Vauxhall Ellesmere Port warning as No Deal prep ramps up

29 July 2019, 06:50 | Updated: 29 July 2019, 06:51

The Home of the Astra

Preparations for a no-deal Brexit are being stepped up by the Government as Boris Johnson prepares to make his first visit to Scotland as Prime Minister.

On Sunday, Mr Johnson set up a network of top-level committees to try to ensure Brexit takes place by the deadline of October 31.

The move came before Mr Johnson makes his first official visit north of the border since becoming Prime Minister to announce a £300 million funding pot for communities in Scotland, Wales and Northern Ireland.

Speaking before his visit to a military base, Mr Johnson called for a renewal of "the ties that bind our United Kingdom".

"Our Union is the most successful political and economic union in history.

"We are a global brand and together we are safer, stronger and more prosperous," he said.

Mr Johnson faces a tense encounter with Scottish Tory leader Ruth Davidson on Monday, however, after she announced she would oppose a no-deal exit from the EU.

Meanwhile, the company that owns Vauxhall has said it will shut down its manufacturing plant at Ellesmere Port if Brexit makes the facility unprofitable.

PSA chief executive Carlos Tavares said he would build future Vauxhall Astras and Opel Astras in southern Europe in the event that Britain could not achieve a satisfactory exit from the bloc.

"Frankly I would prefer to put it [the Astra car] in Ellesmere Port but if the conditions are bad and I cannot make it profitable then I have to protect the rest of the company and I will not do it," Mr Tavares told the Financial Times.

"We have an alternative to Ellesmere Port."

The warning comes after the Society of Motor Manufacturers and Traders told Mr Johnson on Friday that a no-deal Brexit was an "existential threat" to the industry.

Over the weekend, Mr Johnson set up a new structure of Government committees to try to ensure Brexit by Halloween.

The Daily Operations Committee, chaired by Cabinet Office Minister Michael Gove, will meet every weekday in the Cabinet Office Briefing Rooms and will be responsible for overseeing all of the Government's preparations for leaving the EU, and a possible no-deal exit.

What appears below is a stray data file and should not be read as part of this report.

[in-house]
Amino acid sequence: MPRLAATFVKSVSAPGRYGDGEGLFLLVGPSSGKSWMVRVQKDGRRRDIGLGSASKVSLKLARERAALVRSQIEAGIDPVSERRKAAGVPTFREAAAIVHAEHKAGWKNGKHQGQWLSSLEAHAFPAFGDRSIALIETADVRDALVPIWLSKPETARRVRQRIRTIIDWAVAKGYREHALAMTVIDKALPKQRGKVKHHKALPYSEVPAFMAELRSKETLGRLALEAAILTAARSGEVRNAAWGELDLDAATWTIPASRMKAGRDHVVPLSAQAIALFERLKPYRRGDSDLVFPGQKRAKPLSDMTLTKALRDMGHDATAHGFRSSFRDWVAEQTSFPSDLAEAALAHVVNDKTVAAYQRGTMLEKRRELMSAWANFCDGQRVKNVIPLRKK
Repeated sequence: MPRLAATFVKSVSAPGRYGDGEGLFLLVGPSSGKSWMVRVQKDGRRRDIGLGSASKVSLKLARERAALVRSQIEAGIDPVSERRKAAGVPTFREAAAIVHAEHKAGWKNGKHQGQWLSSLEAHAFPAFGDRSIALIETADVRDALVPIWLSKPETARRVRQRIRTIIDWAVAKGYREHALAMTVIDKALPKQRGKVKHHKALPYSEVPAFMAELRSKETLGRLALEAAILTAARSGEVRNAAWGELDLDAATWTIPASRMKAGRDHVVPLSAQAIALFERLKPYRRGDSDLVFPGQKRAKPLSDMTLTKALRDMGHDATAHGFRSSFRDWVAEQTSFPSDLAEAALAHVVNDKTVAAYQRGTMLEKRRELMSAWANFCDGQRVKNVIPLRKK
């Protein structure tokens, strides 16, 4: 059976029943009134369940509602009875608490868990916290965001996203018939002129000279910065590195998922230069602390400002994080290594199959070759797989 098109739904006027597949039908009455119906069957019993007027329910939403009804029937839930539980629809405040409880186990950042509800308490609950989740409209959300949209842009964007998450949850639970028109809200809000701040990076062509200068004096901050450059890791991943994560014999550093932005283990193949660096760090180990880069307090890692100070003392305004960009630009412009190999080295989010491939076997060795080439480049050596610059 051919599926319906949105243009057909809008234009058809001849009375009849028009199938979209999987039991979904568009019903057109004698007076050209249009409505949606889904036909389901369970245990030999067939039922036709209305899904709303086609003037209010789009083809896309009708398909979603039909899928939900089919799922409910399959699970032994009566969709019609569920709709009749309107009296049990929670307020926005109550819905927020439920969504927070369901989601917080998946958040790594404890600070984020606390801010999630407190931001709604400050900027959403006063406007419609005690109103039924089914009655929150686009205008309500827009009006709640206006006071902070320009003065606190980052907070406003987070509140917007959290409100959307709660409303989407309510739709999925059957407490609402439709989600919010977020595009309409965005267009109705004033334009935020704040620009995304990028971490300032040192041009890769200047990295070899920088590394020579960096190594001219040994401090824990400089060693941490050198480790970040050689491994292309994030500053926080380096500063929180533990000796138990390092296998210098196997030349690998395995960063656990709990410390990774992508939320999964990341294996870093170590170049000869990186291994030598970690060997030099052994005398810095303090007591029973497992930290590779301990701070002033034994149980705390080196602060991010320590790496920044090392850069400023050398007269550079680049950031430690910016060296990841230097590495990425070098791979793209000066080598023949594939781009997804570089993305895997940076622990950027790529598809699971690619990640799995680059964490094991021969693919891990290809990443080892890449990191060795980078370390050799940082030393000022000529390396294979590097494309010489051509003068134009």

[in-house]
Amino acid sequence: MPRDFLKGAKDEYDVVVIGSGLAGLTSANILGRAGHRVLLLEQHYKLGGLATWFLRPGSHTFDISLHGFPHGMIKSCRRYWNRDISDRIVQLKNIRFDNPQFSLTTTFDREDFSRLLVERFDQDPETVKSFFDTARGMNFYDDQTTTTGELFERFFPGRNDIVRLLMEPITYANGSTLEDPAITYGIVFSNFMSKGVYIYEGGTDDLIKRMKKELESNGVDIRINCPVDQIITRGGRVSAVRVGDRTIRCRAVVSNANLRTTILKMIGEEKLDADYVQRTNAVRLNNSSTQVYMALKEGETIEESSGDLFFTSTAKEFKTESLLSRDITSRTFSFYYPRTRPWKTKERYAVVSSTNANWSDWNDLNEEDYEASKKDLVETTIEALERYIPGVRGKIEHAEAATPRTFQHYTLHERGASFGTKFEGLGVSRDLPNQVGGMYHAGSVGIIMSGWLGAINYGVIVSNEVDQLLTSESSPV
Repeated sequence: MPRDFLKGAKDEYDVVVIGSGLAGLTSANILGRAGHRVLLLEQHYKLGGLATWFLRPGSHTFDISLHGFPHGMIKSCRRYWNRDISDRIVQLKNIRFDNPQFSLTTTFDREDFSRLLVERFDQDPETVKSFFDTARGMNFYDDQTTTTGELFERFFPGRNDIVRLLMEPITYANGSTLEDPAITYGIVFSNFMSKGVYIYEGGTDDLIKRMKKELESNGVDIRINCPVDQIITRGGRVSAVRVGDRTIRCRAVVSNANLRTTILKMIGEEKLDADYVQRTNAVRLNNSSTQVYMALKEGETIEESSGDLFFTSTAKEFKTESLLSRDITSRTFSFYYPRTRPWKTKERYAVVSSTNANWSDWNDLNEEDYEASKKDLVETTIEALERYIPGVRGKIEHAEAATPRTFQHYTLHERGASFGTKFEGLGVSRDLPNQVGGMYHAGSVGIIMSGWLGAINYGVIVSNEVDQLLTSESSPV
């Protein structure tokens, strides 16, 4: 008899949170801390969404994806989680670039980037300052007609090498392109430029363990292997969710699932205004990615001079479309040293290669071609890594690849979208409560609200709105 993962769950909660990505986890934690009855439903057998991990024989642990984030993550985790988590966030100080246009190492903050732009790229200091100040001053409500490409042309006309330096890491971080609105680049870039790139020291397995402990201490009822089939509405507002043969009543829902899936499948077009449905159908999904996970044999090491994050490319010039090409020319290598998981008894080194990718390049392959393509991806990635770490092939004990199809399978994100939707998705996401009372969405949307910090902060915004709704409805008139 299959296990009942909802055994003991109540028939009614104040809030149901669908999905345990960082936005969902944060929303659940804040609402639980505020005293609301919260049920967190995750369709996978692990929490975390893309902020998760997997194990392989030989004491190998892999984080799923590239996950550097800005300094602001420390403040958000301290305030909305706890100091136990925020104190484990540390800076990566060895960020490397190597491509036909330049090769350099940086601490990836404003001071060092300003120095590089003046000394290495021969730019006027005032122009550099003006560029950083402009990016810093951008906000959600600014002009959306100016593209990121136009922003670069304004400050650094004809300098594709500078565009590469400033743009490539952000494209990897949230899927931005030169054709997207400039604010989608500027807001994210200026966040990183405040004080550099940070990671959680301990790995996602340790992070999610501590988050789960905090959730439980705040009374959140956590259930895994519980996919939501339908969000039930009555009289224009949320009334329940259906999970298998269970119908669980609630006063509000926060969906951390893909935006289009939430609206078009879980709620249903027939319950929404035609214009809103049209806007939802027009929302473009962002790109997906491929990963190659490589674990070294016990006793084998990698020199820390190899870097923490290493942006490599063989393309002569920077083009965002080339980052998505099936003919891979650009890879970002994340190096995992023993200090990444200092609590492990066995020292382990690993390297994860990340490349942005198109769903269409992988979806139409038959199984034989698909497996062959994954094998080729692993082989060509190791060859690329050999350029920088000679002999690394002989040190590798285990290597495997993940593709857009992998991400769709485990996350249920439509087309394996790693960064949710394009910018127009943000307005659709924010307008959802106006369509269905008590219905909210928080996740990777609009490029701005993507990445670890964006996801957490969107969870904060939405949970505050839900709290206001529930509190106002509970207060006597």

The committee will meet for the first time on Tuesday and a Downing Street source said it was being structured in such a way so that the Treasury would be "a motor for delivering Brexit, not the anchor".

Downing Street has also announced an Exit, Economy and Trade Committee will be chaired by the Prime Minister and meet regularly.

It will "have a broad remit and will handle write rounds", particularly focused on Britain's future relationships around the world.

The Exit Strategy committee, known as XS, will meet twice a week and be chaired by the PM.

XS will meet for the first time on Monday, when it will be chaired by Mr Gove in the absence of the Prime Minister.

Mr Johnson will chair the following meeting of the committee on Thursday, Downing Street said.

The Daily Telegraph, meanwhile, reported that Mr Johnson was set to launch the biggest advertising campaign since the Second World War to get Britain ready for a no-deal Brexit.

A £100 million advertising campaign will be launched to prepare the country for no-deal, according to the newspaper.

Newly appointed trade minister Conor Burns welcomed the Brexit ad blitz but criticised the previous Government's failure to adequately fund for no-deal.

He told BBC Radio 4 Westminster Hour: "It is really important that businesses that are not yet geared up, get geared up because this is hoving into reality.

"It is a very serious possibility and I just wish the previous government which was not led by Boris had got on with this a lot earlier."

Mr Burns added: "Showing that we are aggressively preparing, showing that the Treasury Hammond gloom is behind us and the Treasury are financing the preparations for no-deal is the best way for us to approach our European partners and say, 'look we want a deal and let's get back round the table and let's sort this out'.

"I just wish the previous government which was not led by Boris had got on with this a lot earlier."

The Institute for Government (IfG) has advised Mr Johnson that a no-deal Brexit would dominate Government's agenda "for years to come".

The Prime Minister will need to kick-start the Government's no-deal preparations immediately by moving thousands of public servants into operational facilities, the IfG said in a paper released on Sunday.

It added that Mr Johnson would also have to introduce legislation ensuring direct rule in Northern Ireland from October 31.

Regardless of these measures, after a no-deal Brexit the resources of the Parliament and civil service would be drained and struggling businesses would need Government support, the IfG paper said.